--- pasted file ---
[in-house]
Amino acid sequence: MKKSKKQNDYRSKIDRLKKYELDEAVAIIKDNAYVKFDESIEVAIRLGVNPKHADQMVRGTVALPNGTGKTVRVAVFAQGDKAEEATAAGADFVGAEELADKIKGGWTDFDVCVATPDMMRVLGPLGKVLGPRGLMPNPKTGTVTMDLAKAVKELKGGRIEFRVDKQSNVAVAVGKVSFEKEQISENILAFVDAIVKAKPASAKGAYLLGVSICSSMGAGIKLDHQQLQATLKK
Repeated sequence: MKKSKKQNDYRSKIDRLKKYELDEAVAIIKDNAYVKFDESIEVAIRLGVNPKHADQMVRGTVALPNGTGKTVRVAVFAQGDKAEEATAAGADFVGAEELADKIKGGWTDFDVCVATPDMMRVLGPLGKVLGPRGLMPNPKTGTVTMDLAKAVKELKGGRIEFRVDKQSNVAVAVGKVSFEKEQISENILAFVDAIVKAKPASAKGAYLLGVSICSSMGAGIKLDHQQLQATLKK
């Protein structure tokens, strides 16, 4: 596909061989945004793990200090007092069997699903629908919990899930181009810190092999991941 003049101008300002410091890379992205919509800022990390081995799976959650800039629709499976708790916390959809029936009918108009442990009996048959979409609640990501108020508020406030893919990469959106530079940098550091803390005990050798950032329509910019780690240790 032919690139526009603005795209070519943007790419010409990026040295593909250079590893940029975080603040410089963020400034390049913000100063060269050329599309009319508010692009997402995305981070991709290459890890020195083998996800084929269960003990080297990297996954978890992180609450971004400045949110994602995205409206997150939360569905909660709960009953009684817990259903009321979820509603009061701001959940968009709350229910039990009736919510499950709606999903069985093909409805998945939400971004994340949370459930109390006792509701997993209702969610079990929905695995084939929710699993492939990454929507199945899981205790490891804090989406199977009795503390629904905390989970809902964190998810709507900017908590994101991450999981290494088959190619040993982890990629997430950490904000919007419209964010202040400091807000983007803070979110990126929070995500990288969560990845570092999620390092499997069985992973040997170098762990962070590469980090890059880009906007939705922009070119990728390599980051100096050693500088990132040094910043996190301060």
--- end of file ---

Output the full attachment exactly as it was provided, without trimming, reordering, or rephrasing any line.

[in-house]
Amino acid sequence: MKKSKKQNDYRSKIDRLKKYELDEAVAIIKDNAYVKFDESIEVAIRLGVNPKHADQMVRGTVALPNGTGKTVRVAVFAQGDKAEEATAAGADFVGAEELADKIKGGWTDFDVCVATPDMMRVLGPLGKVLGPRGLMPNPKTGTVTMDLAKAVKELKGGRIEFRVDKQSNVAVAVGKVSFEKEQISENILAFVDAIVKAKPASAKGAYLLGVSICSSMGAGIKLDHQQLQATLKK
Repeated sequence: MKKSKKQNDYRSKIDRLKKYELDEAVAIIKDNAYVKFDESIEVAIRLGVNPKHADQMVRGTVALPNGTGKTVRVAVFAQGDKAEEATAAGADFVGAEELADKIKGGWTDFDVCVATPDMMRVLGPLGKVLGPRGLMPNPKTGTVTMDLAKAVKELKGGRIEFRVDKQSNVAVAVGKVSFEKEQISENILAFVDAIVKAKPASAKGAYLLGVSICSSMGAGIKLDHQQLQATLKK
């Protein structure tokens, strides 16, 4: 596909061989945004793990200090007092069997699903629908919990899930181009810190092999991941 003049101008300002410091890379992205919509800022990390081995799976959650800039629709499976708790916390959809029936009918108009442990009996048959979409609640990501108020508020406030893919990469959106530079940098550091803390005990050798950032329509910019780690240790 032919690139526009603005795209070519943007790419010409990026040295593909250079590893940029975080603040410089963020400034390049913000100063060269050329599309009319508010692009997402995305981070991709290459890890020195083998996800084929269960003990080297990297996954978890992180609450971004400045949110994602995205409206997150939360569905909660709960009953009684817990259903009321979820509603009061701001959940968009709350229910039990009736919510499950709606999903069985093909409805998945939400971004994340949370459930109390006792509701997993209702969610079990929905695995084939929710699993492939990454929507199945899981205790490891804090989406199977009795503390629904905390989970809902964190998810709507900017908590994101991450999981290494088959190619040993982890990629997430950490904000919007419209964010202040400091807000983007803070979110990126929070995500990288969560990845570092999620390092499997069985992973040997170098762990962070590469980090890059880009906007939705922009070119990728390599980051100096050693500088990132040094910043996190301060």